criticism gone awry

Tanaqui tweaver at
Tue Aug 24 21:32:42 EDT 1999


[_Fire and Hemlock_]
+ re-reading the ending before writing my reply, I came across the one line
+ I've never understood at all, at all.  It's on the last page (I'll put in
+ the sentence before, in case people don't have the book handy).  "She
+ thought of all the things Tom might have said - which Seb would have said -
+ just now to change her mind.  It was the things not said that showed they
+ might have a great deal in common."   I just don't get that.  I know Polly
+ said that she and Tom had nothing in common, but I'd figured that was just
+ to "lose" in the contest, to save Tom, and not something she really meant,
+ any more than she meant the other things she said then.  If it's Seb and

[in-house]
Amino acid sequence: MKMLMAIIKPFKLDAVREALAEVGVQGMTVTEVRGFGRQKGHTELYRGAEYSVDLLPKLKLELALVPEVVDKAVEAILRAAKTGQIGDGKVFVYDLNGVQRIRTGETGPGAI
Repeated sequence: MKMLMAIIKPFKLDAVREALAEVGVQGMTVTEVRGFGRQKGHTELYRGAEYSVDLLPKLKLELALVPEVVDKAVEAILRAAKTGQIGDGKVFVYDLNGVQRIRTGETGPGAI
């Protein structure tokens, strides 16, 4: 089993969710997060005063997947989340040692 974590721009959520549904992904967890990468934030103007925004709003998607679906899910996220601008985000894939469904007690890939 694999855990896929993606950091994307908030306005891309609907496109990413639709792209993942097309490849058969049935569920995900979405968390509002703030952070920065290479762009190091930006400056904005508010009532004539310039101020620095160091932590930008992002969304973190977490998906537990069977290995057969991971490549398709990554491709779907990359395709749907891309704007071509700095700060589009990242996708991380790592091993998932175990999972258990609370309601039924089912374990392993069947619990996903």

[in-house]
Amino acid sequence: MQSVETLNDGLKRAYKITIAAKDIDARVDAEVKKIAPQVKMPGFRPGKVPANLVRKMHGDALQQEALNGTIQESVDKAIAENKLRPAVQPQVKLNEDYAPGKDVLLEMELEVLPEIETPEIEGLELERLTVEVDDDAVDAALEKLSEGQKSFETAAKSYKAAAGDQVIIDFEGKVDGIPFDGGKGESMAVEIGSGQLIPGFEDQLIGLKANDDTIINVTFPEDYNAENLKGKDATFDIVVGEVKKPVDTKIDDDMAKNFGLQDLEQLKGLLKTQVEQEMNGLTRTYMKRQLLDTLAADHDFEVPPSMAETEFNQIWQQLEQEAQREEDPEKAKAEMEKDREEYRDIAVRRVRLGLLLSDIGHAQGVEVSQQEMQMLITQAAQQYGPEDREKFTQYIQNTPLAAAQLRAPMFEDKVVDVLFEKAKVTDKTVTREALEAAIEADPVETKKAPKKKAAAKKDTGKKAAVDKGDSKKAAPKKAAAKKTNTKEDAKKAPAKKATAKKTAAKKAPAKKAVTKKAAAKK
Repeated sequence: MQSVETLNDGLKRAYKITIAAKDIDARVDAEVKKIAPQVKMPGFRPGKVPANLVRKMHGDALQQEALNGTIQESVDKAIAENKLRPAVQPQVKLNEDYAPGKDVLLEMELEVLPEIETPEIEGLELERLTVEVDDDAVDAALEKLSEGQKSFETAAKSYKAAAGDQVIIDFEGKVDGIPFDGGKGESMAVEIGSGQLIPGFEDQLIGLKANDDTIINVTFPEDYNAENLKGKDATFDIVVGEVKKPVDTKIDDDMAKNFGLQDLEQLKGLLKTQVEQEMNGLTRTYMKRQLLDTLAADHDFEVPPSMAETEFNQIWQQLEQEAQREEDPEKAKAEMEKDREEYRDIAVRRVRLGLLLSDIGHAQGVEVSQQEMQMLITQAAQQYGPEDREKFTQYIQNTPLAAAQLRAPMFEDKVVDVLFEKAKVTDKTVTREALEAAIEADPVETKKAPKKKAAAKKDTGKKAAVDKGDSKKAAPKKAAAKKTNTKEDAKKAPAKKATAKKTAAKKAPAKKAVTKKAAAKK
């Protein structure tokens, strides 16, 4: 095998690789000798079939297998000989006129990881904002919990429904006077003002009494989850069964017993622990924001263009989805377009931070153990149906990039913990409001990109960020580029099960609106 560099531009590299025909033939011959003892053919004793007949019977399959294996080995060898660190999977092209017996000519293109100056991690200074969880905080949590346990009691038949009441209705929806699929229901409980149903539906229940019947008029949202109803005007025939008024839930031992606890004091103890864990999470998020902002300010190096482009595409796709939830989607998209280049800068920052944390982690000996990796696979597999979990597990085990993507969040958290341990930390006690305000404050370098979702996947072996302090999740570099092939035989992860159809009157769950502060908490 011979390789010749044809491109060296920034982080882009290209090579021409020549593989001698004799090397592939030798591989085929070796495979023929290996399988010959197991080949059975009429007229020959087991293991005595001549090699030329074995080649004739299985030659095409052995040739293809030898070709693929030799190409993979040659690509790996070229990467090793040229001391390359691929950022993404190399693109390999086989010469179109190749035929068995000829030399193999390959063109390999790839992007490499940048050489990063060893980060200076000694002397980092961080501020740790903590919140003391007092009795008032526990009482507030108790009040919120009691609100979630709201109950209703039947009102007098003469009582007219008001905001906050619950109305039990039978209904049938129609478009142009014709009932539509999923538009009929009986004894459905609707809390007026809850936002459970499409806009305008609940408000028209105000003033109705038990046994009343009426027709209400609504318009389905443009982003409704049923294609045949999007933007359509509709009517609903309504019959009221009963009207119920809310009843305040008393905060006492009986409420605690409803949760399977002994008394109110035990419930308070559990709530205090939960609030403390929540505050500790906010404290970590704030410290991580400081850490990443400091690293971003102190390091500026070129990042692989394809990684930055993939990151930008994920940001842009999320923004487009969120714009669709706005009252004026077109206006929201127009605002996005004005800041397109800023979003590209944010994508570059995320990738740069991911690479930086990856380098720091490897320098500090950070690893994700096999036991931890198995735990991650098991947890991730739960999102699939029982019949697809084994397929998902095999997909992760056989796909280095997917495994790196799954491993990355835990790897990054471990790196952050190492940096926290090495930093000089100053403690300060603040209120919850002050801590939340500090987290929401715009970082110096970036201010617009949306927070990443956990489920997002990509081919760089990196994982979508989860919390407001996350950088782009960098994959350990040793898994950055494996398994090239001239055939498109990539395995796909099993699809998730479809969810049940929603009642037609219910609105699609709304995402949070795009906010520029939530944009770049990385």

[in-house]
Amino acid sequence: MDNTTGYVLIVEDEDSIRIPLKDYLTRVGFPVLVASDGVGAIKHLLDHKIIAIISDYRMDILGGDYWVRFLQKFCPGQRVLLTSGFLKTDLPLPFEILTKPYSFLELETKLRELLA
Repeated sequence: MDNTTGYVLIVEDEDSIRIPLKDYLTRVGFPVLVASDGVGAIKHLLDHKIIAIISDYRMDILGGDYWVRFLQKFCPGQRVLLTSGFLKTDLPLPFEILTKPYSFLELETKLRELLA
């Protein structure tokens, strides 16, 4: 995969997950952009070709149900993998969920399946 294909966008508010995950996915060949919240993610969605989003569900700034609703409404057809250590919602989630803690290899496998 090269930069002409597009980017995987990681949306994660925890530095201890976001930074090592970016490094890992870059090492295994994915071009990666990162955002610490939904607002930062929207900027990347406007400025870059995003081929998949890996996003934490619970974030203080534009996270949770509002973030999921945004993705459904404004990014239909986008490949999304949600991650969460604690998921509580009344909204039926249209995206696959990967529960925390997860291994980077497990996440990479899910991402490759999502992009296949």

+ Tom, I see what they have in common, but here she's contrasting them.

I think that she is realising that Seb would have tried to persuade her with
a big stream of logic, designed to convince rather than to argue. Or more
railroad than persuade, really.

The fact that Tom shuts up, so like Polly's withdrawal when she thinks she's
merely embarassing him, shows that they are both reserved and imaginative
people who won't try to nail down each other (maybe Seb had a point in 
labelling Polly as The Girlfriend when she didn't contest it, but it's still
horrid exploitation) in roles. Tom hasn't tried to own her - he's been 
painfully fair about his exploitation of her. 

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